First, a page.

Nations and regions which implemented interventions sufficient to block community spread effectively experienced a rapid decline in confirmed cases. However, with lifting of interventions, rates rebounded to the previous high infection rates and attained a relatively stable empirical steady state. For COVID-19, societies so far appear to face a choice between relatively high oscillations involving waves of suppression and infection and lesser oscillations around an endemic setpoint.
Trajectories of COVID-19: A longitudinal analysis of many nations and subnational regions David Burg, Jesse H. Ausubel published 23 Jun 2023 PLOS ONE https://doi.org/10.1371/journal.pone.0281224
Trajectories of COVID-19: A longitudinal analysis of many nations and subnational regions
Abstract: The COVID-19 pandemic is the first to be rapidly and sequentially measured by nation-wide PCR community testing for the presence of the viral RNA at a global scale. We take advantage of the novel “natural experiment” where diverse nations and major subnational regions implemented various policies including social distancing and vaccination at different times with different levels of stringency and adherence. Initially, case numbers expand exponentially with doubling times of ~1–2 weeks. In the nations where interventions were not implemented or perhaps lees effectual, case numbers increased exponentially but then stabilized around 102-to-103 new infections (per km2 built-up area per day). Dynamics under effective interventions were perturbed and infections decayed to low levels. They rebounded concomitantly with the lifting of social distancing policies or pharmaceutical efficacy decline, converging on a stable equilibrium setpoint. Here we deploy a mathematical model which captures this V-shape behavior, incorporating a direct measure of intervention efficacy. Importantly, it allows the derivation of a maximal estimate for the basic reproductive number Ro (mean 1.6–1.8). We were able to test this approach by comparing the approximated “herd immunity” to the vaccination coverage observed that corresponded to rapid declines in community infections during 2021. The estimates reported here agree with the observed phenomena. Moreover, the decay (0.4–0.5) and rebound rates (0.2–0.3) were similar throughout the pandemic and among all the nations and regions studied. Finally, a longitudinal analysis comparing multiple national and regional results provides insights on the underlying epidemiology of SARS-CoV-2 and intervention efficacy, as well as evidence for the existence of an endemic steady state of COVID-19.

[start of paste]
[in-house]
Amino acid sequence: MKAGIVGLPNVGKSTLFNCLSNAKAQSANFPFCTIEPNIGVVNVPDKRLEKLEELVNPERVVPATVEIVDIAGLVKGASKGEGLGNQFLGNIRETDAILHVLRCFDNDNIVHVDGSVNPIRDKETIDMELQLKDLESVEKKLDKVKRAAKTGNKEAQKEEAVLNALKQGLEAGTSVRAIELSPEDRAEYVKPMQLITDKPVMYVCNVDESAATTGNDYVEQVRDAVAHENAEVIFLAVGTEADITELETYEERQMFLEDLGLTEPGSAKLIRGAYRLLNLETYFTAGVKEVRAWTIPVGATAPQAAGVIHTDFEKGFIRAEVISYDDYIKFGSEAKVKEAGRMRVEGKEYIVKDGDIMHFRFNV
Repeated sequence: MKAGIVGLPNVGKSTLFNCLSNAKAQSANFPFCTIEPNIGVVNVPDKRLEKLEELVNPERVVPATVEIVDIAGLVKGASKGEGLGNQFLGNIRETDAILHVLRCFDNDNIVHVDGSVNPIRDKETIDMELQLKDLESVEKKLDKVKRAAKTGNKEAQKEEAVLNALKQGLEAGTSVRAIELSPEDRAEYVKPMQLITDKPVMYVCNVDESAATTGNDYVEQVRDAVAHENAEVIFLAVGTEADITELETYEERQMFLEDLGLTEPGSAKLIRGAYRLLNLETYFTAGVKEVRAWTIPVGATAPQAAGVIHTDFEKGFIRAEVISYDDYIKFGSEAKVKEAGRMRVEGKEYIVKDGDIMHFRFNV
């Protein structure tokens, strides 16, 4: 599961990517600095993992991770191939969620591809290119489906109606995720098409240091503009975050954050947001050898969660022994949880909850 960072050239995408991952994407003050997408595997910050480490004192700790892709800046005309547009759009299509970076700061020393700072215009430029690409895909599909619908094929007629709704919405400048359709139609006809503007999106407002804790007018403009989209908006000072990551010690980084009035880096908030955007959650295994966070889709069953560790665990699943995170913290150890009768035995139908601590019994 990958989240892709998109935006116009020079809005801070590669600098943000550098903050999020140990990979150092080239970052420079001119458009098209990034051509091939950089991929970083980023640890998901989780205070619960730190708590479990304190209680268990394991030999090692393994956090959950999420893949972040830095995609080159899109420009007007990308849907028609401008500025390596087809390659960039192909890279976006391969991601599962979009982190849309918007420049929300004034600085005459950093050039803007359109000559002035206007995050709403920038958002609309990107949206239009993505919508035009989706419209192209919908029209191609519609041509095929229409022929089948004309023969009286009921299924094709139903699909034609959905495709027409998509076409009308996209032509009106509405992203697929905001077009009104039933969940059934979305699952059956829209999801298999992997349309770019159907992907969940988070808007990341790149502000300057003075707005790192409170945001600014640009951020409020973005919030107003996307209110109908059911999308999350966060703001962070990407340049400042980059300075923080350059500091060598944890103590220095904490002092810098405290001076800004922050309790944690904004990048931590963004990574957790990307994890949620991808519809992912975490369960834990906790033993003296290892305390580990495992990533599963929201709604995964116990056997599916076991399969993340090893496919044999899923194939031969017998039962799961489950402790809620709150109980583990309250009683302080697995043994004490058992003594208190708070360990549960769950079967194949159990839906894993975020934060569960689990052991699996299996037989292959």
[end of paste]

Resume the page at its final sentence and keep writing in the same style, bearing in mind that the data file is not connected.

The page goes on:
Published Open Access in Frontiers in Epidemiology: The Coronavirus Calendar (CoronaCal): a simplifiedSARS-CoV-2 test system for sampling and retrospective analysis by Manija A. Kazmi, David S. Thaler, Karina C. Åberg, Jordan M. Mattheisen, Thomas Huber and Thomas P. Sakmar
The paper concludes that sampling saliva on simple paper provides a useful method to study the natural history and epidemiology of COVID-19 (and probably many other microbes). The “CoronaCal” collection and testing method is easy to implement, inexpensive, non-invasive and scalable. The approach can inform the historical and epidemiological understanding of infections in individuals and populations.
The idea for the paper arose from efforts in the Leonardo Da Vinci DNA Project about stable preservation of genetic material on paper.
The new journal based in China, The Innovation, has published the Thaler-Ausubel-Stoeckle paper on Human and domesticated animal environmental DNA as bioassays of the Anthropocene in their “Out of the Box” category, where we like to be. We also post the pdf.